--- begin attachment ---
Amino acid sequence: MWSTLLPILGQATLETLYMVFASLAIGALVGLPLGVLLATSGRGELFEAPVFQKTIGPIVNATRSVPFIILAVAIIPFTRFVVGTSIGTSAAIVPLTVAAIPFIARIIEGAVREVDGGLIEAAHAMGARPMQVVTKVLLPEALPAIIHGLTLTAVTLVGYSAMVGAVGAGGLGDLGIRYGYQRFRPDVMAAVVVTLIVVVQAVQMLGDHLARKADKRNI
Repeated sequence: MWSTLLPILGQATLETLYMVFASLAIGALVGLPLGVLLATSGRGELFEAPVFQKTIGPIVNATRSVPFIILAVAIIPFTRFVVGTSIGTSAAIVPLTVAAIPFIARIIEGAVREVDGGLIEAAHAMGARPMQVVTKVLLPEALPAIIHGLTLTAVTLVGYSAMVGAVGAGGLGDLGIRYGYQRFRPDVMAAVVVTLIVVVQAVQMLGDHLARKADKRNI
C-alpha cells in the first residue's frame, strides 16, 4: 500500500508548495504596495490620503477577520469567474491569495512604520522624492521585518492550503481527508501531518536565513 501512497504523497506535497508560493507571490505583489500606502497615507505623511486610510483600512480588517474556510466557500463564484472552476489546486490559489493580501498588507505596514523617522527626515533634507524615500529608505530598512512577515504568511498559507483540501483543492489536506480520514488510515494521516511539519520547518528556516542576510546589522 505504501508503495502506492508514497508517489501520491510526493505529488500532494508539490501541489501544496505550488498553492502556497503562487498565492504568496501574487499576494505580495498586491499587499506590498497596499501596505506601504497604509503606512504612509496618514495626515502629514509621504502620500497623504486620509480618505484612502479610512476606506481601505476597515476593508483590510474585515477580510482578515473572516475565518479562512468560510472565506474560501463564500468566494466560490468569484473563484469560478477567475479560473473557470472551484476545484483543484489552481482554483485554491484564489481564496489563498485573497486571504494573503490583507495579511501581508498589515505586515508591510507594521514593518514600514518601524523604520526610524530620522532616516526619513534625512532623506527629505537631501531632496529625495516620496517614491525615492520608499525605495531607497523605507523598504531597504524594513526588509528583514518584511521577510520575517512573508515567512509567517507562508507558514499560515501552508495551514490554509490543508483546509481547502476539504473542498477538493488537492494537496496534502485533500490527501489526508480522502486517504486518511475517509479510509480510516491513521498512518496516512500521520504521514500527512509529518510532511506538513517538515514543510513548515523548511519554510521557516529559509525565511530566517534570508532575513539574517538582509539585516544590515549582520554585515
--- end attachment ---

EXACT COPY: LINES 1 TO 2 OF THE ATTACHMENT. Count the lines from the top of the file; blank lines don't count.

Amino acid sequence: MWSTLLPILGQATLETLYMVFASLAIGALVGLPLGVLLATSGRGELFEAPVFQKTIGPIVNATRSVPFIILAVAIIPFTRFVVGTSIGTSAAIVPLTVAAIPFIARIIEGAVREVDGGLIEAAHAMGARPMQVVTKVLLPEALPAIIHGLTLTAVTLVGYSAMVGAVGAGGLGDLGIRYGYQRFRPDVMAAVVVTLIVVVQAVQMLGDHLARKADKRNI
Repeated sequence: MWSTLLPILGQATLETLYMVFASLAIGALVGLPLGVLLATSGRGELFEAPVFQKTIGPIVNATRSVPFIILAVAIIPFTRFVVGTSIGTSAAIVPLTVAAIPFIARIIEGAVREVDGGLIEAAHAMGARPMQVVTKVLLPEALPAIIHGLTLTAVTLVGYSAMVGAVGAGGLGDLGIRYGYQRFRPDVMAAVVVTLIVVVQAVQMLGDHLARKADKRNI